• Perhaps the end of your fiscal year is coming up, and you have a funding gap.
  • Or, maybe your donors only have a few months to give and claim their tax exemption for the gift.
  • Or, maybe you have students whose applications will not go through in the next few weeks unless your scholarship fund budget is met.

The urgency of the need must be clear and compelling. Don’t beat around the bush on this one.

6. Is your appeal letter personal?

Unlike marketing or sales copy, appeal letters are written directly to someone, as if to a friend or family member. Because of this, they must be personal.

fundraising appeal letter writing

Your appeal letter should make good use of the word “you” whenever possible. Your letter must be all about the donor, their accomplishments, their desires, and their concerns.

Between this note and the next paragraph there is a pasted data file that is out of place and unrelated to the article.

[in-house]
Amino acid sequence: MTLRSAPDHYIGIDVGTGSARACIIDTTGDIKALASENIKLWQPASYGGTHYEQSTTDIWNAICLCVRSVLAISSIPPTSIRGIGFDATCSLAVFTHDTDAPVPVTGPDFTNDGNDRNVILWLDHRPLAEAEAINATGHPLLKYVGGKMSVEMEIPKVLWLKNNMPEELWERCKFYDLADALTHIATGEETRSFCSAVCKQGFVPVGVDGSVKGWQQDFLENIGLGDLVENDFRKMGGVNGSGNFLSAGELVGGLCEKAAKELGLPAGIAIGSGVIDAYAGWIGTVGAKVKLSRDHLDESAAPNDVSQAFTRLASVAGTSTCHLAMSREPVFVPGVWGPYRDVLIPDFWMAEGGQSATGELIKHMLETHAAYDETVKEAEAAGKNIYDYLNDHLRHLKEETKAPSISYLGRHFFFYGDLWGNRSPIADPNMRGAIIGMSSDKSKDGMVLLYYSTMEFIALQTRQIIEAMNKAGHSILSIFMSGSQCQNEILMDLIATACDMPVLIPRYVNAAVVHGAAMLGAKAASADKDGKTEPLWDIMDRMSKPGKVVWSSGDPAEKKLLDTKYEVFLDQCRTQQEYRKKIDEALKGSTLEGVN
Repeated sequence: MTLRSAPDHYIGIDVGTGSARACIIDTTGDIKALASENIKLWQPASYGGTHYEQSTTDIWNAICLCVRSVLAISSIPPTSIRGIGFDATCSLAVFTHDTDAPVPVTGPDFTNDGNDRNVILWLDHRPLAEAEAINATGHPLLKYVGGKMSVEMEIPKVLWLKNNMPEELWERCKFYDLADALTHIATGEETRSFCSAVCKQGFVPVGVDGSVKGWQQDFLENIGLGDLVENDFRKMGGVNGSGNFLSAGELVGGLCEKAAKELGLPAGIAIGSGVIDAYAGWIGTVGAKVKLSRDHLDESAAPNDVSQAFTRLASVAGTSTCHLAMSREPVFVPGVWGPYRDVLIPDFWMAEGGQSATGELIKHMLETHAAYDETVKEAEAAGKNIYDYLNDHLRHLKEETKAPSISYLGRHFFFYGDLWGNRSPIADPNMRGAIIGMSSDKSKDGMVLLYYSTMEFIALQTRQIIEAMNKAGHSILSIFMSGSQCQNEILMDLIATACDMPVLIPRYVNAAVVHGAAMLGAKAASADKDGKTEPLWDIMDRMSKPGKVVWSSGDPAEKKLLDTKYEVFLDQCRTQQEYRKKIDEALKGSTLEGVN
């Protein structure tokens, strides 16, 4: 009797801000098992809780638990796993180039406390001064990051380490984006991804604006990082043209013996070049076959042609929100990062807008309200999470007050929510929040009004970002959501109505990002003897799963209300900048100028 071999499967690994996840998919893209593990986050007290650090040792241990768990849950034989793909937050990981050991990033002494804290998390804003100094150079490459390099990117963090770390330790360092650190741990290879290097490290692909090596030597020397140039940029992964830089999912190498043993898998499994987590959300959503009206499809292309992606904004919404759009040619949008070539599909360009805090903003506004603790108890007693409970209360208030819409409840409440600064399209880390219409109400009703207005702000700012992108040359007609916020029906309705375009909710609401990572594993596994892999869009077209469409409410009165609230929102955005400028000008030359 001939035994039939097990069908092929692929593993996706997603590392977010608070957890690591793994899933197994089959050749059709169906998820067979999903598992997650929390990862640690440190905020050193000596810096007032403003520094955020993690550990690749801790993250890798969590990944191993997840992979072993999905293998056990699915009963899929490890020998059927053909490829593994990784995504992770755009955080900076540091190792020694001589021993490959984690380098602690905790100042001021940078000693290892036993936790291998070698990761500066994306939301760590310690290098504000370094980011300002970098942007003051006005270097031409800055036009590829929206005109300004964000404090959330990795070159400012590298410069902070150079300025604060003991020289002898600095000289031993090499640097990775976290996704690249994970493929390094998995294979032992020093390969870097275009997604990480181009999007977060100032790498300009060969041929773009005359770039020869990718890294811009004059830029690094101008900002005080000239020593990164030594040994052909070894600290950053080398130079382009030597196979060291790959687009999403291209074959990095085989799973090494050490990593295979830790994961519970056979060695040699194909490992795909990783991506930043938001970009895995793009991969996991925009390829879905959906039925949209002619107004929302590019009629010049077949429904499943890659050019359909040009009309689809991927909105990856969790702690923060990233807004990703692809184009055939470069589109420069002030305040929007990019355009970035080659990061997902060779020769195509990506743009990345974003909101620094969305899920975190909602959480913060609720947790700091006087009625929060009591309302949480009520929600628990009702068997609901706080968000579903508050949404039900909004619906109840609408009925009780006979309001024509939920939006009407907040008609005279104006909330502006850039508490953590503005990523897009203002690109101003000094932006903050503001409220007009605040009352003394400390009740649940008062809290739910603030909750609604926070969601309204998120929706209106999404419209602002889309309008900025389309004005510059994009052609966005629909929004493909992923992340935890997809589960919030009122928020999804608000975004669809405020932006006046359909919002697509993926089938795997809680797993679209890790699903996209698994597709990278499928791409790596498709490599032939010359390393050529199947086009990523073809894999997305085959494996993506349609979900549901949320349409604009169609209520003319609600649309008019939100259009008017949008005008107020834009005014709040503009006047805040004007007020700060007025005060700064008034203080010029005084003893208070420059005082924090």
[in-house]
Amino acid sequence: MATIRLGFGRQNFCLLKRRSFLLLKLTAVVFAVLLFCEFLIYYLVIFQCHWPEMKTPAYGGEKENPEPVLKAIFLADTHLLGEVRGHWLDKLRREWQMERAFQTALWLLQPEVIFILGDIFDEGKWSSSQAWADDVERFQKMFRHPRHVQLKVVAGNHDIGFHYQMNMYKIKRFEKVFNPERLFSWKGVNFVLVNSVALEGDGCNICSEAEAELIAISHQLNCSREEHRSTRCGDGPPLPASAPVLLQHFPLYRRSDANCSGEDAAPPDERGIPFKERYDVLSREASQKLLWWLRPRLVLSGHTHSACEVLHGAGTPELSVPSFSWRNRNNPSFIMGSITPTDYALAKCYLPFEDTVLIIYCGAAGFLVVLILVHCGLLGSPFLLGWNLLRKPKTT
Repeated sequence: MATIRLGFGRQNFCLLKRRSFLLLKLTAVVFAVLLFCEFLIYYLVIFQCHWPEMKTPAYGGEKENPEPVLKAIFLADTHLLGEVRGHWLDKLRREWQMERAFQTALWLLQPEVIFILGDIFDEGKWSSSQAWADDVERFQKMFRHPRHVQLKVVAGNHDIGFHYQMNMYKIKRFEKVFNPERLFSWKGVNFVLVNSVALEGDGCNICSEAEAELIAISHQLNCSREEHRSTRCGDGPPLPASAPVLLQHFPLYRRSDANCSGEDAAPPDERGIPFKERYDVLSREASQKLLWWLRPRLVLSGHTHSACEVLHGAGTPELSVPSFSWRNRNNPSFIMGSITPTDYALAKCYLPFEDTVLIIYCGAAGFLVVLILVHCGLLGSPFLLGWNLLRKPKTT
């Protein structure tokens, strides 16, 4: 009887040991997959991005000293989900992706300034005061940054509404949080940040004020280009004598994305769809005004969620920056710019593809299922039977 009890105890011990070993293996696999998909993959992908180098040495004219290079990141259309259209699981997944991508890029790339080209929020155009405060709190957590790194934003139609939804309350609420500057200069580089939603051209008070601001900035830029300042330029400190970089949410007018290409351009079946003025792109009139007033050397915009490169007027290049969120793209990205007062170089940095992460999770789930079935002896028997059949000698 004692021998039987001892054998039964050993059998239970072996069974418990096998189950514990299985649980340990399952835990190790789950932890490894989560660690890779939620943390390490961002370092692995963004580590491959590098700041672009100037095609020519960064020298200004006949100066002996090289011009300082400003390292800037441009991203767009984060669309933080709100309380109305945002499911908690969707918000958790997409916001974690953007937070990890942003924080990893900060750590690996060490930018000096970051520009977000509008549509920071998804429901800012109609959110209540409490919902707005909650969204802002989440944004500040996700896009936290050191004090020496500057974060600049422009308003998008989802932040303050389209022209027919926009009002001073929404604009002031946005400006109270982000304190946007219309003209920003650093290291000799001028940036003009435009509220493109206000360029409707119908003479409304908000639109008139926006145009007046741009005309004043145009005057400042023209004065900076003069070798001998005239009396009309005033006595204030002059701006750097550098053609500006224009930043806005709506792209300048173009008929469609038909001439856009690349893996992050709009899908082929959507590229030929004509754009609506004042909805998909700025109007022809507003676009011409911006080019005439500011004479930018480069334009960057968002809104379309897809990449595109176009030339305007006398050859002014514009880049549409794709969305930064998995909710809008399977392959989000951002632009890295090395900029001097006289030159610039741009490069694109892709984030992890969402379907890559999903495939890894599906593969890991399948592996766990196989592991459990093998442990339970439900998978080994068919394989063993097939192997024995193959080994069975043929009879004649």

Use pronouns like “I” and “we” with caution.

In fact, I recommend using first person pronouns only as a way to show the connection between the author of the letter, the cause, and the donor. Some examples:

“I’m writing you today because I know you’ve been there for our new students time and time again…”

“As a fellow alumnus, I’m asking you to give as generously as you can…”

Also, make sure the letter addresses the donor correctly. It should be friendly and familiar, nothing like “Dear Dr. Charles (Chuck) Schumacher III…”

7. Is your appeal letter donor-centric?

Successful appeal letters make the donor the hero of the story. Essentially, the letter shows a problem that only the donor can help solve. It’s an invitation to be the hero.

So instead of citing all the great exploits of your college or university, tell your donor how their giving made those accomplishments possible.

Instead of telling the donor how great your team is, show them how great they are by giving to make great things happen.

8. Is your appeal letter conversational and easy to read?

Personal letters, unlike essays and other academic writing, sound like the author talks in normal, everyday language.